We had had a fantastic time on Pulau Weh, but we both felt it was time to leave, for the sake of our wallets if nothing else. We decided to leave the island on Good Friday, the same day as Cara was leaving. We left early in the morning on the ferry; Cara had a driver that she knew in Banda Aceh who picked us up from the ferry. He took us for breakfast in China Town (noodles of course) and then to a fishing boat. A massive fishing boat. A massive wooden with steel hull (aka HEAVY) fishing boat. The boat itself wasn’t particularly impressive. It was more the location. The boat was on top of some houses in a residential area of Banda Aceh. 5 kms or so from the sea, it has been there since Boxing Day 2004. It has actually been reinforced in place, and left as a monument to the tsunami, which hit Banda Aceh particularly hard, killing tens of thousands. Later we past some of the dead, at a mass grave on the way to the airport it was quite eerie, and made us think of our much trauma must still be in that town.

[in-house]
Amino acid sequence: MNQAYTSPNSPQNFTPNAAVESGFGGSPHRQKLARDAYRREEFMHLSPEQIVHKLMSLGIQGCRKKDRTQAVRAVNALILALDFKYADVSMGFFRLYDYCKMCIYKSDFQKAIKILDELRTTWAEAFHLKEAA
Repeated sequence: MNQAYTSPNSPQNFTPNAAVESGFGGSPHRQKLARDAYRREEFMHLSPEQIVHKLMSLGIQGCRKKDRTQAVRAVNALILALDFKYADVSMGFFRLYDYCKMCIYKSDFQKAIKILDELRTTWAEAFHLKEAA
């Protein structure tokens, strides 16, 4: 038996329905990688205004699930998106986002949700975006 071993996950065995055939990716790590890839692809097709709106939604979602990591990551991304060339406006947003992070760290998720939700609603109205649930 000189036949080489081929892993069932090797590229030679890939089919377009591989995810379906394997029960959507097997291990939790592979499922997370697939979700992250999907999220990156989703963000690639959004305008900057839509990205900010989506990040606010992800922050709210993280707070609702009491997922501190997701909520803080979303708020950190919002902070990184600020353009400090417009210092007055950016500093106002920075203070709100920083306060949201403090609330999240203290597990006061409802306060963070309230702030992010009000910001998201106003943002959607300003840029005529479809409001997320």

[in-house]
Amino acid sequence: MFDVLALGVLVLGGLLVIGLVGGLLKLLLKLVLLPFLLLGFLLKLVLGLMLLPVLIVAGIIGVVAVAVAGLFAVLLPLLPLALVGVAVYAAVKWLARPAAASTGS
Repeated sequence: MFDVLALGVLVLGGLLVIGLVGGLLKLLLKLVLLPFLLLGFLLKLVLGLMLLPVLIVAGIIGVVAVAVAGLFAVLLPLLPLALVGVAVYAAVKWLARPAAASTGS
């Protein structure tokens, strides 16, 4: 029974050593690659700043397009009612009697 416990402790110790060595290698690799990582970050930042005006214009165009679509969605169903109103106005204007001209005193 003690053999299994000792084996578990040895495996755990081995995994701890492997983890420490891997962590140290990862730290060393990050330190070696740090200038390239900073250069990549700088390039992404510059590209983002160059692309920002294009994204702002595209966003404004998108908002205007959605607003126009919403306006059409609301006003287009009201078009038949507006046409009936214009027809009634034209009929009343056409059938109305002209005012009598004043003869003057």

We arrived at the airport with the vague plan of buying a ticket to Medan (to avoid the bus back) and from Medan we would head to Lake Toba. We had heard that plane tickets were not that much more expensive than buses now, with the explosion of discount airlines. We would have pre-booked tickets online, however due to bad weather; the internet was down on Pulau Weh the day before we left. Turns out what we’d heard about cheap plane tickets were not exactly true. I mean they were cheap, but they were substantially more than the bus. So we headed back towards town and the bus station. What followed was 36 hours of sitting on buses or in bus stations. I won’t bore with details. But we ended up at Danau Toba (aka Lake Toba). The majority ethnic group here is the Batak people. Until 200 years ago, tribal people who practiced ritualistic cannibalism, but now devout Christians who love palm wine and playing music. Quite a change from the Sharia Law of Aceh Provence. Lake Toba is actually a lake in the crater of a volcano. We are staying on an island in the middle of the lake in a town called Tuk Tuk. It is beautiful. The lake is an amazing dark blue, and every guest house boasts lake side views. It is actually quite a bizarre town. Apparently it used to be right on the backpacker hot-list. But 10 years ago everyone started heading to Thailand for their cheap partying and now Tuk Tuk is full of hotels, restaurants and bars, but there are barely any tourists. Great for us though, rooms are cheap and the food is good. Everything is about a third of the price on Pulau Weh. And without the Sharia Law alcohol is legal and cheap! We spent our first 2 nights in a really nice place with hot water, and, to Penny’s delight, a bath! It was a lovely room, but at Rp 100,000 (AUD about $12) it was on the dear side, so today we moved into a slightly more dingy, yet perfectly livable room, with a lakeside balcony and hot shower (but no bath) for a grand price of Rp 50,000 (about $6). So far we have just been recovering from our bus trip, relaxing, reading, eating, swimming and playing cards. We’re planning on doing a bit of exploring, going to see the stone chairs where, traditionally people were tried for crimes, and beheaded and also some hot springs etc. This place is so relaxed and cheap, I could see a lot of time passing here. We’ll have to keep an eye on those visa dates though!